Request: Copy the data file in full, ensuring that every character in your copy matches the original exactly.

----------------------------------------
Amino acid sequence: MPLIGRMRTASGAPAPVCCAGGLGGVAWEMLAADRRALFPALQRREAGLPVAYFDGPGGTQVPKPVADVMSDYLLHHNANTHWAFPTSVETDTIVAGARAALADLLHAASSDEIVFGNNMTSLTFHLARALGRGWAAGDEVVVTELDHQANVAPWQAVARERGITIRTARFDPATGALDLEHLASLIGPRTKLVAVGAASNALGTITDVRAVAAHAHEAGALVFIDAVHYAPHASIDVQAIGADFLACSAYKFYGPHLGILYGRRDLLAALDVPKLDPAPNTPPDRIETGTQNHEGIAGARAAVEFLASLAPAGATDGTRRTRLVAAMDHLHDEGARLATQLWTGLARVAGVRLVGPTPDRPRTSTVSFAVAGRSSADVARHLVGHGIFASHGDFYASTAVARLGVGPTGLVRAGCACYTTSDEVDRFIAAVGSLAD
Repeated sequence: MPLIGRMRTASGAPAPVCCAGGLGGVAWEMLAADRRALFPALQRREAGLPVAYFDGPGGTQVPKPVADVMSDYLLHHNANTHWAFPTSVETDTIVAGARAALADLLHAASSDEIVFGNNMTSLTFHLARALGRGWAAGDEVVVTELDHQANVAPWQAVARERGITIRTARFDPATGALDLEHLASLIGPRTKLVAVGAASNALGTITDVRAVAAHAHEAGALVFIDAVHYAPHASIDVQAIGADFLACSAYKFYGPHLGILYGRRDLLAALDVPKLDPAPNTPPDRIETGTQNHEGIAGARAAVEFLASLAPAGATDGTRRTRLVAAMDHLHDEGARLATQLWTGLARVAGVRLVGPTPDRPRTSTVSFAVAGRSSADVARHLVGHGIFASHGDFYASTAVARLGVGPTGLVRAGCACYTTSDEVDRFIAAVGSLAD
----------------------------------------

Amino acid sequence: MPLIGRMRTASGAPAPVCCAGGLGGVAWEMLAADRRALFPALQRREAGLPVAYFDGPGGTQVPKPVADVMSDYLLHHNANTHWAFPTSVETDTIVAGARAALADLLHAASSDEIVFGNNMTSLTFHLARALGRGWAAGDEVVVTELDHQANVAPWQAVARERGITIRTARFDPATGALDLEHLASLIGPRTKLVAVGAASNALGTITDVRAVAAHAHEAGALVFIDAVHYAPHASIDVQAIGADFLACSAYKFYGPHLGILYGRRDLLAALDVPKLDPAPNTPPDRIETGTQNHEGIAGARAAVEFLASLAPAGATDGTRRTRLVAAMDHLHDEGARLATQLWTGLARVAGVRLVGPTPDRPRTSTVSFAVAGRSSADVARHLVGHGIFASHGDFYASTAVARLGVGPTGLVRAGCACYTTSDEVDRFIAAVGSLAD
Repeated sequence: MPLIGRMRTASGAPAPVCCAGGLGGVAWEMLAADRRALFPALQRREAGLPVAYFDGPGGTQVPKPVADVMSDYLLHHNANTHWAFPTSVETDTIVAGARAALADLLHAASSDEIVFGNNMTSLTFHLARALGRGWAAGDEVVVTELDHQANVAPWQAVARERGITIRTARFDPATGALDLEHLASLIGPRTKLVAVGAASNALGTITDVRAVAAHAHEAGALVFIDAVHYAPHASIDVQAIGADFLACSAYKFYGPHLGILYGRRDLLAALDVPKLDPAPNTPPDRIETGTQNHEGIAGARAAVEFLASLAPAGATDGTRRTRLVAAMDHLHDEGARLATQLWTGLARVAGVRLVGPTPDRPRTSTVSFAVAGRSSADVARHLVGHGIFASHGDFYASTAVARLGVGPTGLVRAGCACYTTSDEVDRFIAAVGSLAD